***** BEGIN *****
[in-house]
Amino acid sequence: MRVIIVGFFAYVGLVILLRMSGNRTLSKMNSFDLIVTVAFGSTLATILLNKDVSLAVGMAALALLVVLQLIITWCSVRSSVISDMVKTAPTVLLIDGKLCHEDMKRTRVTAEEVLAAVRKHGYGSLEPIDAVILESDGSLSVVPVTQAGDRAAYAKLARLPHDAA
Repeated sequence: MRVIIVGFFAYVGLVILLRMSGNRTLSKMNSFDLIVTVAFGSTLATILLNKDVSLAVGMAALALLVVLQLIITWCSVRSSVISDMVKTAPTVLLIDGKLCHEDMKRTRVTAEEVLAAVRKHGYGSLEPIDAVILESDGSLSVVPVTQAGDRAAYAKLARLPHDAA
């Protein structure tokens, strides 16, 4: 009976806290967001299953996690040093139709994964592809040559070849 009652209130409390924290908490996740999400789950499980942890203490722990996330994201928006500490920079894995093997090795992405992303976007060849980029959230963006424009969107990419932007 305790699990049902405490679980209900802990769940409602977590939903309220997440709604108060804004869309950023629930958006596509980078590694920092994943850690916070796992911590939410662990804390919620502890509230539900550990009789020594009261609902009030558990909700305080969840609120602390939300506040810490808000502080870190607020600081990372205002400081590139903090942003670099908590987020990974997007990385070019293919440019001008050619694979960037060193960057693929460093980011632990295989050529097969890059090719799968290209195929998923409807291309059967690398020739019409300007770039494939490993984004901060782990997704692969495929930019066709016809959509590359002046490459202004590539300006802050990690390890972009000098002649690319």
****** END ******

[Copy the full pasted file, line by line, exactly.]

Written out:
[in-house]
Amino acid sequence: MRVIIVGFFAYVGLVILLRMSGNRTLSKMNSFDLIVTVAFGSTLATILLNKDVSLAVGMAALALLVVLQLIITWCSVRSSVISDMVKTAPTVLLIDGKLCHEDMKRTRVTAEEVLAAVRKHGYGSLEPIDAVILESDGSLSVVPVTQAGDRAAYAKLARLPHDAA
Repeated sequence: MRVIIVGFFAYVGLVILLRMSGNRTLSKMNSFDLIVTVAFGSTLATILLNKDVSLAVGMAALALLVVLQLIITWCSVRSSVISDMVKTAPTVLLIDGKLCHEDMKRTRVTAEEVLAAVRKHGYGSLEPIDAVILESDGSLSVVPVTQAGDRAAYAKLARLPHDAA
């Protein structure tokens, strides 16, 4: 009976806290967001299953996690040093139709994964592809040559070849 009652209130409390924290908490996740999400789950499980942890203490722990996330994201928006500490920079894995093997090795992405992303976007060849980029959230963006424009969107990419932007 305790699990049902405490679980209900802990769940409602977590939903309220997440709604108060804004869309950023629930958006596509980078590694920092994943850690916070796992911590939410662990804390919620502890509230539900550990009789020594009261609902009030558990909700305080969840609120602390939300506040810490808000502080870190607020600081990372205002400081590139903090942003670099908590987020990974997007990385070019293919440019001008050619694979960037060193960057693929460093980011632990295989050529097969890059090719799968290209195929998923409807291309059967690398020739019409300007770039494939490993984004901060782990997704692969495929930019066709016809959509590359002046490459202004590539300006802050990690390890972009000098002649690319």